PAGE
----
Creeper Is in the Ivy League
it comes to a fast-growing vine to cover an arbor or trellis,
Virginia creeper, Parthenocissus quinquefolia, just might
fit the bill. Many gardeners are turning away from traditional
vines like Chinese wisteria and English ivy due to their tendency
to invade natural areas. Virginia creeper, a North Carolina native,
is a worthy alternative.
With its rapid growth rate, Virginia creeper can quickly cover
a trellis. It would be equally happy climbing a fence, which would
make a nice backdrop for a perennial border. The large leaves
are deeply lobed into five leaflets, adding a nice texture to
the garden. Although the flowers are inconspicuous, the foliage
of this deciduous vine turns a wonderful shade of burgundy prior
to fall leaf drop. The blue-black berries also add a nice touch
to the autumn landscape. Keep in mind that the berries are very
poisonous to humans, but will be thoroughly enjoyed by the neighborhood
birds. For best growth, plant in good soil in full sun to part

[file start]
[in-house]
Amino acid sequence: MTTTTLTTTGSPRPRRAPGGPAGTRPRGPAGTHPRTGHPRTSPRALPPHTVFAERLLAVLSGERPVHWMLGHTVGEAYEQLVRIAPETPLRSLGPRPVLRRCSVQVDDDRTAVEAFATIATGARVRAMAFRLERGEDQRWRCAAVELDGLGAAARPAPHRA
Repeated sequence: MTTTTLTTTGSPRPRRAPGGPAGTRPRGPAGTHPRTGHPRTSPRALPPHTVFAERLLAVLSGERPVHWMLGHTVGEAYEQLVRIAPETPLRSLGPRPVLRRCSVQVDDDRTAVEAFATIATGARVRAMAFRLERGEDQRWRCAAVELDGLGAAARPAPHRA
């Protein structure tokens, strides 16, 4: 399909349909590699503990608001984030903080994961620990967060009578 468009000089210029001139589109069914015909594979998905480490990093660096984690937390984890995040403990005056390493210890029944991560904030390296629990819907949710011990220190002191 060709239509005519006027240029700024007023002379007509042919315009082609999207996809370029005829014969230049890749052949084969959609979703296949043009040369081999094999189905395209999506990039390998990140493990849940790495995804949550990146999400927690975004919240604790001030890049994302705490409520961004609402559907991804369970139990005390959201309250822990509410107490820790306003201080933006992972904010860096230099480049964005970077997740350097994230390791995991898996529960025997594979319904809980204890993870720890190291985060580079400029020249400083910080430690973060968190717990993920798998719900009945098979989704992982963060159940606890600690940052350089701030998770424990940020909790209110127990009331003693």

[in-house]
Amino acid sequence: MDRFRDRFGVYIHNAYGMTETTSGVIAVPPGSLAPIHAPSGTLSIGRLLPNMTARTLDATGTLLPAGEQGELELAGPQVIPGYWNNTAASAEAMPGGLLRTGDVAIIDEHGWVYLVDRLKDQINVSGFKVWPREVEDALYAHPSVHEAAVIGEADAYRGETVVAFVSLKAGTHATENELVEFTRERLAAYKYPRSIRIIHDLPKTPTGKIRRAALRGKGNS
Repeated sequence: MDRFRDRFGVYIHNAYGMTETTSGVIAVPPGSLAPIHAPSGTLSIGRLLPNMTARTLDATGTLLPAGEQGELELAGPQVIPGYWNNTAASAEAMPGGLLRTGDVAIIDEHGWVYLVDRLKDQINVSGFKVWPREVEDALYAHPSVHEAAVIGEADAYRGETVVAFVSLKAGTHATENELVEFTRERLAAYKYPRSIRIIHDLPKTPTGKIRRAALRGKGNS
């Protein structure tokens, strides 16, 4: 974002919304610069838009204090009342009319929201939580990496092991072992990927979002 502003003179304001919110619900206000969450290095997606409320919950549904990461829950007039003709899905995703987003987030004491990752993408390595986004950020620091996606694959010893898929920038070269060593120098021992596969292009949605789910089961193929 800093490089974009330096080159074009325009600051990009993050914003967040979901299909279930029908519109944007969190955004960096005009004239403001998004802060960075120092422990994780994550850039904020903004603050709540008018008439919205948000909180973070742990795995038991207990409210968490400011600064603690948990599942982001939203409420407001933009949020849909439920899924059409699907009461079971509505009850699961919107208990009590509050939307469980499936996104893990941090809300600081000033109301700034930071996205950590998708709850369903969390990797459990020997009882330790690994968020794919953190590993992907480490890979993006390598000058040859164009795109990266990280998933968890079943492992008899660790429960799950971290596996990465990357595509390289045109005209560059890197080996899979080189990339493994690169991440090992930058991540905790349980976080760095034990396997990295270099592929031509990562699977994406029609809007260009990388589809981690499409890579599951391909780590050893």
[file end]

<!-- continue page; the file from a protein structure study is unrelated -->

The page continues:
Like English ivy, Virginia creeper also can serve as a groundcover.
Regular trimming will be required to keep this fast-growing plant
from invading adjacent areas. Though it will look great climbing
an arbor, keep this and most other vines off of trees and houses.
The vines add excess weight to limbs during winter ice storms,
and the climbing tendrils can damage the siding and paint on your
The Oriental version of this vine, Parthenocissus tricuspidata,
or Boston ivy, is the trademark plant of the Ivy League universities.
Virginia creeper may not be a show-stopper, but this versatile
and durable vine can certainly serve as one of the backbone plants
of your landscape. Consider one of the green and white variegated
varieties such as 'Star Showers" or 'Variegata'.
See the true diversity of the genus at the JC
Raulston Arboretum in Raleigh. In addition to the curiously
variegated Virginia creeper in the Klein-Pringle White Garden,
the glowing, yellow-green 'Fenway Park' version of P. tricuspidata
is making quick work of a concrete column that supports the McSwain
All Photos by Robert E. Lyons